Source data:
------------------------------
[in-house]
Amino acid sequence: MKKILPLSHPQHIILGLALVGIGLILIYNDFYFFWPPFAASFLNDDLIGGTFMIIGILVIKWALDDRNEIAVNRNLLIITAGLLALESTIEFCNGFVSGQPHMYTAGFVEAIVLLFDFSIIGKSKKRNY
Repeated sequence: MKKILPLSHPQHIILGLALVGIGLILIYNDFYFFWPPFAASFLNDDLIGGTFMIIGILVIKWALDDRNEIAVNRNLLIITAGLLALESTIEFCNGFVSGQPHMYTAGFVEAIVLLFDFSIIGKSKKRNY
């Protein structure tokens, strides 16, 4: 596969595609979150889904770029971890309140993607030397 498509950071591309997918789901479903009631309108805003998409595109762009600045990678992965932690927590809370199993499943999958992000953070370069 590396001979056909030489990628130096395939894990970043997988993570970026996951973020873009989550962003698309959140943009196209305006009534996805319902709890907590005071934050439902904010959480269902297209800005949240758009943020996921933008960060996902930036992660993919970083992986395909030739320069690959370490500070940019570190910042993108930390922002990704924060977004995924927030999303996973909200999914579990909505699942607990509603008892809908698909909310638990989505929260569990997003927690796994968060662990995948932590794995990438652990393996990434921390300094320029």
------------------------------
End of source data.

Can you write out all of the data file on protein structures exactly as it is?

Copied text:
[in-house]
Amino acid sequence: MKKILPLSHPQHIILGLALVGIGLILIYNDFYFFWPPFAASFLNDDLIGGTFMIIGILVIKWALDDRNEIAVNRNLLIITAGLLALESTIEFCNGFVSGQPHMYTAGFVEAIVLLFDFSIIGKSKKRNY
Repeated sequence: MKKILPLSHPQHIILGLALVGIGLILIYNDFYFFWPPFAASFLNDDLIGGTFMIIGILVIKWALDDRNEIAVNRNLLIITAGLLALESTIEFCNGFVSGQPHMYTAGFVEAIVLLFDFSIIGKSKKRNY
């Protein structure tokens, strides 16, 4: 596969595609979150889904770029971890309140993607030397 498509950071591309997918789901479903009631309108805003998409595109762009600045990678992965932690927590809370199993499943999958992000953070370069 590396001979056909030489990628130096395939894990970043997988993570970026996951973020873009989550962003698309959140943009196209305006009534996805319902709890907590005071934050439902904010959480269902297209800005949240758009943020996921933008960060996902930036992660993919970083992986395909030739320069690959370490500070940019570190910042993108930390922002990704924060977004995924927030999303996973909200999914579990909505699942607990509603008892809908698909909310638990989505929260569990997003927690796994968060662990995948932590794995990438652990393996990434921390300094320029």